Sally Ride made history as the first American woman in space, cracking the celestial ceiling and inspiring several generations of women. But Ride's NASA career didn't end with her space flights: she served on the panels investigating the Challenger explosion and the Columbia disintegration that killed all aboard. In both instances she faulted NASA's rush to meet mission deadlines and its organizational failures. And she continued to encourage kids in science, cofounding a company promoting science and education for children, especially girls.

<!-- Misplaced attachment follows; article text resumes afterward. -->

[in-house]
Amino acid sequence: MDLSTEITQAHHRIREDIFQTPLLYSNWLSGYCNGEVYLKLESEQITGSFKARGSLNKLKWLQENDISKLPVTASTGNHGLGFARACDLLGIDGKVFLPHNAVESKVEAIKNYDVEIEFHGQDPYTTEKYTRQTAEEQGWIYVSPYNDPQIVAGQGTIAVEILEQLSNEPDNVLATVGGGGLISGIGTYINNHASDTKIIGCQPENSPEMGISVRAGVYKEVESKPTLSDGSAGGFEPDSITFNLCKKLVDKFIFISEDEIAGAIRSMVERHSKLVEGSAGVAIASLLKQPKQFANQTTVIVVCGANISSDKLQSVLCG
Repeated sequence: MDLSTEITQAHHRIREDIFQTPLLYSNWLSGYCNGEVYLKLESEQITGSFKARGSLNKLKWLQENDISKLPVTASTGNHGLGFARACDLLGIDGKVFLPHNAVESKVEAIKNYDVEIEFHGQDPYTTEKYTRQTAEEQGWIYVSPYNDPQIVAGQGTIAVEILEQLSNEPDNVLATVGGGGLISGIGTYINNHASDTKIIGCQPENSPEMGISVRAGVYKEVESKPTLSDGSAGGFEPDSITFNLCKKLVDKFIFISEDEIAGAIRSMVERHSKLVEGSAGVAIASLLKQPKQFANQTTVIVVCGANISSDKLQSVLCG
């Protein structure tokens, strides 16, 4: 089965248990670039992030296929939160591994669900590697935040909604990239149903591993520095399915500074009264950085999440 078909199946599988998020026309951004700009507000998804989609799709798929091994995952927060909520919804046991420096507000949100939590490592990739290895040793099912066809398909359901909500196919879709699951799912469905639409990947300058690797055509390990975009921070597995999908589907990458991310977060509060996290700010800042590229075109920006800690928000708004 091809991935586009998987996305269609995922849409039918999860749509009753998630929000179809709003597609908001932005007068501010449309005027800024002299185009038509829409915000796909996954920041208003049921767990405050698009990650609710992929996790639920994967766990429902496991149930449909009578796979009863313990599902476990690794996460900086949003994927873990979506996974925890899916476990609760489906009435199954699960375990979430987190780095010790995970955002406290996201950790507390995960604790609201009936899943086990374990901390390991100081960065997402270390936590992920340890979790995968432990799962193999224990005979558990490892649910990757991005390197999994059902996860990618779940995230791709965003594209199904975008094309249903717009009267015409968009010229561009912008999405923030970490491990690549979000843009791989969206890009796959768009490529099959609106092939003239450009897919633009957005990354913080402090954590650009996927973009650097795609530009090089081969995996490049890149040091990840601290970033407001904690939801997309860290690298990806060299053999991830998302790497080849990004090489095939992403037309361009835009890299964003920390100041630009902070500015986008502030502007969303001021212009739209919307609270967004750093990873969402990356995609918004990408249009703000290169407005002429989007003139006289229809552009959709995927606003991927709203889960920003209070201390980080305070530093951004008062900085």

Sherr also writes about Ride's scrupulously guarded personal life — she kept her sexual orientation private — with exclusive access to Ride's partner, her former husband, her family, and countless friends and colleagues, as well as Ride's diaries, files, and letters. This is a rich biography of a fascinating woman whose life intersected with revolutionary social and scientific changes in America. Sherr's revealing portrait is warm and admiring but unsparing: it makes this extraordinarily talented and bold woman, an inspiration to millions, come alive.